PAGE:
RAID stands for Redundant Array of Independent (or Inexpensive) Disks. It is a method for improving computer storage performance, and / or adding redundancy, by spreading data out over multiple drives. If want more background on what it is or the various modes it can operate in, check out our in-depth article on the subject: RAID Explained. Its an oldie, but a goodie.
How can you decide which RAID method to use?
There are two sides to this:
- Hardware – what components are needed to connect the drives to the system in such a way so that RAID can be used
- Software – the interface used to configure and maintain the array, usually either via a pre-boot environment or within the OS
To pick the right hardware, you need to know what is compatible with your motherboard and the drives you want to use. Ideally, keeping the amount of different components to a minimum is best (fewer points of failure and less space taken up) but it is also important to go with reliable brands and stay within your budget. We found that a quad M.2 host card was ideal, in systems that support it properly. If your motherboard does not, then the Highpoint we tested was a little bit more widely compatible – but costs more. If you don't need a full four drives, individual adapter cards are fine too… they just take up more expansion slots in total. If your board already has some M.2 slots, however, you might need fewer M.2 adapters.
On the software side, the goal should be maximizing performance and reliability, along with ease of setup. We found that Windows 10's built-in RAID functionality was great in this regard, since it requires no additional software to be installed and it can be accessed from within the operating system. However, that means that it cannot be used for the primary (boot) drive. For most users, though, putting your OS on an array is not a good idea anyhow; simple backups are a better, more comprehensive solution.
What is the best way to configure NVMe drives in RAID on Windows 10?
Currently, Windows 10's built-in RAID functionality is the most widely-compatible and overall best-performing way to set up an array. If you have an AMD system with the X399 chipset, then their proprietary RAIDXpert is also good… but no better than Windows' RAID as long as you set the BIOS properly for each one (RAID mode for RAIDXpert, NVMe for Windows' built-in RAID).
Does using Windows RAID affect CPU utilization?
There is some CPU overhead involved in using Windows RAID, but in our testing we found it to put a smaller load on the processor than Intel's VROC. With most modern CPUs it should have very little if any discernable impact on overall performance.
How do you set up RAID on Windows 10?
To set up two or more drives in RAID within Windows 10 Pro:
- Go to Disk Management (it is in the shortcut list if you right-click on the Start button)
- Right-click on one of the drives you want to use as part of the array. Make sure you click on the drive itself, not a partition, and that the drive is empty. Any data on the drives you use will be wiped out! You may need to delete existing partitions first.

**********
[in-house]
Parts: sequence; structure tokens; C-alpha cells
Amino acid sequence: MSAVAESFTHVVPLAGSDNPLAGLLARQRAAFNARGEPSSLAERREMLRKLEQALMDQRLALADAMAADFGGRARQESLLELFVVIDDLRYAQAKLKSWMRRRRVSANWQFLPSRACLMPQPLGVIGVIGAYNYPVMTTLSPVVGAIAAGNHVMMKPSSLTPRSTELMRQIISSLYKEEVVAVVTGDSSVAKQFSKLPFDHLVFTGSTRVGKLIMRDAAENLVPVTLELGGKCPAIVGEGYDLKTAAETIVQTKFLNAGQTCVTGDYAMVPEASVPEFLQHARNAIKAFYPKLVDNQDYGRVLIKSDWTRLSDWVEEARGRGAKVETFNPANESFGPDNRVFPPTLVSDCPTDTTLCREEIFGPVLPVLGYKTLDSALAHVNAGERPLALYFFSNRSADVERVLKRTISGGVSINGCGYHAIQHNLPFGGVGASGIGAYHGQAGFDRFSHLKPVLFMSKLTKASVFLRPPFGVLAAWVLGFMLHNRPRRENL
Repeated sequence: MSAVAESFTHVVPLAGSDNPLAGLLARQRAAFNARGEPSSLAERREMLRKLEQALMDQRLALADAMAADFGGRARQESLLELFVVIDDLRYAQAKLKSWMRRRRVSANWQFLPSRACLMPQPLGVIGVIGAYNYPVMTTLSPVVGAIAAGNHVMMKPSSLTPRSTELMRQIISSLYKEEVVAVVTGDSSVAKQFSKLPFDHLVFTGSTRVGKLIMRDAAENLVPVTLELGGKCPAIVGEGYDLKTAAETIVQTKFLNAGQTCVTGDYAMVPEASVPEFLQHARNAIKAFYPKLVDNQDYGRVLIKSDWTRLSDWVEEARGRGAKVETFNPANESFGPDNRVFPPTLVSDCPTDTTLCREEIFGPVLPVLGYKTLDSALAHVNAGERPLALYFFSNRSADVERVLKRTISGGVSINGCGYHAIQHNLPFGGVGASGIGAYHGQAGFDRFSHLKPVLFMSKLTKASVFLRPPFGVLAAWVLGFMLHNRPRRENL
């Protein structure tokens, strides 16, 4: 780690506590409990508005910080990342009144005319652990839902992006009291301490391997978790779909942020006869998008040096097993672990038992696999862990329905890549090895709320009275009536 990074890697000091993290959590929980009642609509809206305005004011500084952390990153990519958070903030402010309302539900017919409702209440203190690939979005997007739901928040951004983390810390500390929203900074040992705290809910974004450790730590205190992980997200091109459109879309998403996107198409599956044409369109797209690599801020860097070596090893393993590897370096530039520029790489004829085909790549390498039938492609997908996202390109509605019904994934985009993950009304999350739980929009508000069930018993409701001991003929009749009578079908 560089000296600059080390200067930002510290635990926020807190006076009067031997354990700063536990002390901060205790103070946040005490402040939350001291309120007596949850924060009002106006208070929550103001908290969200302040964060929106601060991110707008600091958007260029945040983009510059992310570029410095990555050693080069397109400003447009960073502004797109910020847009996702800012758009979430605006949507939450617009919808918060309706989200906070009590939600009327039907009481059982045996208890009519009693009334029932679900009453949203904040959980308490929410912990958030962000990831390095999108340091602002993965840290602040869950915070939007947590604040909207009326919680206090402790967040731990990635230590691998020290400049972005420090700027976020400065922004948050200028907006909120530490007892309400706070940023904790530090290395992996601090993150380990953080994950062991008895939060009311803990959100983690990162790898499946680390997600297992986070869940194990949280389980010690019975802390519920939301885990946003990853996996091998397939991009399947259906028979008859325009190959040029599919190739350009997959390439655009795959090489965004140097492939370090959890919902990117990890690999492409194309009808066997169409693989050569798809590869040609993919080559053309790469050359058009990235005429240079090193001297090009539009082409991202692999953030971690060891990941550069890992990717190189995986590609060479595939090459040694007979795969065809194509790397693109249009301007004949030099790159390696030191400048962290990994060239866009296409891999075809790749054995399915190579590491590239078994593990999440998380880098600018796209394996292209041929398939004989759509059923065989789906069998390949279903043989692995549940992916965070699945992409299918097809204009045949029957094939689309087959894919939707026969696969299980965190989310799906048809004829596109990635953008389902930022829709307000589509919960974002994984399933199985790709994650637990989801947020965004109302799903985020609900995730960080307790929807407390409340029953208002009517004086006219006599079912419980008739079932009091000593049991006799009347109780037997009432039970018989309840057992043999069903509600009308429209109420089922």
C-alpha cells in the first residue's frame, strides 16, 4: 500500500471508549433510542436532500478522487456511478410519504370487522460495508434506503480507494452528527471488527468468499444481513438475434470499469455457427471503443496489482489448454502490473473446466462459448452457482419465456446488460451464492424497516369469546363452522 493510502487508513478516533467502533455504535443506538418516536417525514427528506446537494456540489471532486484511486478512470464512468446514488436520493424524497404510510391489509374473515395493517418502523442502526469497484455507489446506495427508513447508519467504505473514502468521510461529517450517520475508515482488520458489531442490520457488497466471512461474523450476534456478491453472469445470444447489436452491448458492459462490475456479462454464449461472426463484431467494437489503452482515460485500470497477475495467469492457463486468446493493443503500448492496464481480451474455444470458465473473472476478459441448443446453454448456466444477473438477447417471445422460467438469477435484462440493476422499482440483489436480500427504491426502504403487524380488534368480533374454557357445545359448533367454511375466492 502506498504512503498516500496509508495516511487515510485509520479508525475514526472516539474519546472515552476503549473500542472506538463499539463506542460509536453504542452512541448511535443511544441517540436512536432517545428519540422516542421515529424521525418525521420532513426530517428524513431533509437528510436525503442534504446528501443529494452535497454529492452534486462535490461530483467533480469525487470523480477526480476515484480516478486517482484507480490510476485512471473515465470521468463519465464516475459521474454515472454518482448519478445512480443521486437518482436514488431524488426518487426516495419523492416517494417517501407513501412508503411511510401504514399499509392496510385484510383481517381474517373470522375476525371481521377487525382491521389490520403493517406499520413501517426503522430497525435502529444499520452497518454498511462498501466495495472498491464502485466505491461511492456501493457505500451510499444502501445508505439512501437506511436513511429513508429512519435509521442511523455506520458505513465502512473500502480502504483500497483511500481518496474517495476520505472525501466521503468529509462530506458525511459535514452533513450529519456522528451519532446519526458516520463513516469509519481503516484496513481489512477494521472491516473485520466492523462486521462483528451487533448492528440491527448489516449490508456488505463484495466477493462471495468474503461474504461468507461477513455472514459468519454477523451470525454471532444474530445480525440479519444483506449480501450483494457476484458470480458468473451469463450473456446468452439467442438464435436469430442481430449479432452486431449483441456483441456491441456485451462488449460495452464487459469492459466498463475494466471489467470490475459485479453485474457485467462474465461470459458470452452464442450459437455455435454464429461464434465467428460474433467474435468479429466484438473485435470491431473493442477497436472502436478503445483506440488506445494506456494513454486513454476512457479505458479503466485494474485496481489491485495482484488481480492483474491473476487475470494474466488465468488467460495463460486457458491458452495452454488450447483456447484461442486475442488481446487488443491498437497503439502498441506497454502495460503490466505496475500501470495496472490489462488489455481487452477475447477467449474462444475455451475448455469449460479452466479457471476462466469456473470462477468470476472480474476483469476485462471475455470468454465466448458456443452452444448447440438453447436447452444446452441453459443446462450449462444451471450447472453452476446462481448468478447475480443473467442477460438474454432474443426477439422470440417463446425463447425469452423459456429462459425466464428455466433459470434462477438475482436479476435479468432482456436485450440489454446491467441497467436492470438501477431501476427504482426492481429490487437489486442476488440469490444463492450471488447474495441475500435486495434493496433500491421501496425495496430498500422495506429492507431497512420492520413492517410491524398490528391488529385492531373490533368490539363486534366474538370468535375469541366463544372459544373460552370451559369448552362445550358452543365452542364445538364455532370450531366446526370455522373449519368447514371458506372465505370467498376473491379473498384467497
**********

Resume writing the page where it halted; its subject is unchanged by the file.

- In the pop-up menu, select either "New Striped Volume" (RAID 0, speed) or "New Mirrored Volume" (RAID 1, redundancy)
- Continue through the various options menus that come up to select the drives to use, specify capacity, etc.
If you need a more in-depth walkthrough, this page has a good guide. It focuses on mirroring, but the setup for striping is similar.
Does Windows 10 Home support RAID?
The built-in RAID functionality we looked at in this article is only available on Windows 10 Pro, not Home. Other RAID methods (motherboard or add-on card solutions) may work on Windows 10 Home, but we recommend Pro as a better overall platform and do not offer Home on our workstations here at Puget. For simple redundancy on Windows 10 Home, check out Storage Spaces.
Is Windows RAID the same as Storage Spaces?
Storage Spaces is different and separate from Windows RAID. It is a newer multi-drive array option, focusing more on redundancy and not on performance. It supports mirroring and parity, but lacks any striping option. It is accessible from withing the Windows Control Panel. If you want to know more, just search online for "Windows 10 Storage Spaces" and you should find plenty of info.
Does Puget Systems offer RAID on workstations or servers?
RAID is something we offer at customer request, within a limited range of options based on the hardware in a given system. Our policies change over time as we test functionality on new motherboards, controller cards, drives, and operating system versions.
Currently, as of this writing, we support:
- Windows 10 Pro's built-in striping and mirroring for secondary drives (not where the OS itself is located)
- Linux software RAID for secondary drives (not where the OS itself is located)
- A selection of dedicated RAID controller cards, which are best if you need advanced RAID modes (5, 6, etc)
- Intel VROC (on compatible motherboards) for NVMe drives
- Intel RST (on compatible motherboards) for SATA SSDs, hard drives, and NVMe drives if VROC is unavailable
If you are interested in getting a Puget workstation or server with RAID, please contact us to determine the best option for you.